For these people, children are only an obligation – and one they no longer have. They are not about reaching something beyond themselves.
Theirs may seem like a gentle path of social self-annihilation, but it is anything but. We are experiencing the largest free-rider problem in the history of the world. With birth control, people enjoyed the full range of physical pleasures without having children. With public pensions and social security, they have relied on other people’s children to provide the goods they would need in their old age.
The result will be a lack of goods for the elderly, everywhere.
It doesn’t matter if the cash balance sheet looks good. If you don’t have anything to buy, cash is just paper. The result (unless AIs miraculously take over) will be rampant and desperate poverty among the swelling ranks of the elderly and the young paying for their support.
There won’t be enough working age productivity to support everyone.
We’ll see a horrifying process of self-annihilation.
Everybody can see this coming, but nobody is changing course. We can’t see that humankind has a purpose as a part of something greater than ourselves.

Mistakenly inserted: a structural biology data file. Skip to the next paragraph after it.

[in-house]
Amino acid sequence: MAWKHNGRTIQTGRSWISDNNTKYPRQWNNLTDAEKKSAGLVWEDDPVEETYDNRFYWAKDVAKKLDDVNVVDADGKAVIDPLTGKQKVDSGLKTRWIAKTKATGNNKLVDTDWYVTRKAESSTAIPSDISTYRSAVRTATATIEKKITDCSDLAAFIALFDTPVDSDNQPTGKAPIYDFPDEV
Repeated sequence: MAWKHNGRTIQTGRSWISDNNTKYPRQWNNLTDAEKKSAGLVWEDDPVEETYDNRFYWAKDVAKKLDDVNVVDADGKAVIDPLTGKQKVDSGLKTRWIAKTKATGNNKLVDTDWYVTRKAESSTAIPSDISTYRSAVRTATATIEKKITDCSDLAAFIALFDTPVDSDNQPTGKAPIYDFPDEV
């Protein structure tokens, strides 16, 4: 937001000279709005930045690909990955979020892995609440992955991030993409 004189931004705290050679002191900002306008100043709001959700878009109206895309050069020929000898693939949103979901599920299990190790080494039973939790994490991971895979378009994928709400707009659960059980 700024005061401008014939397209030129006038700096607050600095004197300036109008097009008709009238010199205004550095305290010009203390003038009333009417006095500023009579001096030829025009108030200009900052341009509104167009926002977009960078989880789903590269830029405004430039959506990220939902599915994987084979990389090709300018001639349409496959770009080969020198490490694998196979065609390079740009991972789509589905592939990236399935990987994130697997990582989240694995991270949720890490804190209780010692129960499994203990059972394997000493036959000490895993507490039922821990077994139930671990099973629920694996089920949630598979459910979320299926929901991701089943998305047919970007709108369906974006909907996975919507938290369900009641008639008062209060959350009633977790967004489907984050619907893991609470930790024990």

In this context, especially in the Brownian Era, a little Tzarat might actually be a good thing.
Now, before I suck all hope out of the future, there is one spot of positivity. You see, there’s a really weird bit in the diagnosis of Tzarat. If you are covered, head to toe, in white – then you are pure. Then, as soon as a patch of healthy skin reappears, you are Tamei – or impure.
This seems weird until you consider that Tzarat – before it spreads to the head, beard or clothes – is consistently associated with the color white and the color white is consistently associated with purity.
Perhaps, Tzarat is actually a spot of purity. A spot of contrast against the impure individual. This might be why Tzarat itself is never called impure. Instead, the person is. To flip modern lingo on its head: rather than being a person with impurity, the sufferer of Tzarat is an impure person – and the Tzarat is making it clear.
So where is Tzarat today? I believe the State of Israel is a spot of Tzarat. Sure, Israel has its fair share of moral quandaries and issues. But Israel does stand out in one remarkable way. We are the only nation that has embraced bothscientific progress and fertility. Even the so-called secular, thoroughly a part of the modern world, reproduce at or above the replacement rate. They are connected to the future.
The understanding that you must reach beyond the individual and even the community in order to realize your potential is a big part of why we moved here.
It is the empowering and enriching reality in which we wanted to raise our children.
It’s just a pity, isn’t it, that the rest of the world doesn’t seem to be taking notice.
Thank you for reading, and Shabbat Shalom.